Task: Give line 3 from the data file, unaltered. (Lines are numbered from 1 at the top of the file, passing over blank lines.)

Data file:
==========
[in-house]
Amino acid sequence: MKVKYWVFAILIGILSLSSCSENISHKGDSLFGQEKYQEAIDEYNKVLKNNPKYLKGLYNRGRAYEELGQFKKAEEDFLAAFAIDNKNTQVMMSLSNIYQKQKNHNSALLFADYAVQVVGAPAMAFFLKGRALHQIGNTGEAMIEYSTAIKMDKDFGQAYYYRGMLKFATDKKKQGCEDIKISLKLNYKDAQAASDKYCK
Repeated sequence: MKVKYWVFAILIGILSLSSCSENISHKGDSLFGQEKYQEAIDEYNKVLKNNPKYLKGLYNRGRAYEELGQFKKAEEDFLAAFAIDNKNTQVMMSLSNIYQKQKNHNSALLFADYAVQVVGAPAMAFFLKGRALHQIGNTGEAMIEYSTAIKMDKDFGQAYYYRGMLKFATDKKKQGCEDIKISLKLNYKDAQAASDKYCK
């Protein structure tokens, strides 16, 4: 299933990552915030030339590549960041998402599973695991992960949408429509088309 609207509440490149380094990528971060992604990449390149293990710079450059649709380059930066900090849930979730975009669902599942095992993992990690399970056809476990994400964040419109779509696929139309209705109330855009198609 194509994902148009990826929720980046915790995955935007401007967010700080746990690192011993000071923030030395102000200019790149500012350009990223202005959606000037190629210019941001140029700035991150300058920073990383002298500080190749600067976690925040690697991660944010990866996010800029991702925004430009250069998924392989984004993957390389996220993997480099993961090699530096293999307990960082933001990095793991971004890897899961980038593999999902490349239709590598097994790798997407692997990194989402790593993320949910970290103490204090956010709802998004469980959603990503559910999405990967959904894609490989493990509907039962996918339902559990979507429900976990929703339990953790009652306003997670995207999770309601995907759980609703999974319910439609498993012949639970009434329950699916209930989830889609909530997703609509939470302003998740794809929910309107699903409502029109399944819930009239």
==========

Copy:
Repeated sequence: MKVKYWVFAILIGILSLSSCSENISHKGDSLFGQEKYQEAIDEYNKVLKNNPKYLKGLYNRGRAYEELGQFKKAEEDFLAAFAIDNKNTQVMMSLSNIYQKQKNHNSALLFADYAVQVVGAPAMAFFLKGRALHQIGNTGEAMIEYSTAIKMDKDFGQAYYYRGMLKFATDKKKQGCEDIKISLKLNYKDAQAASDKYCK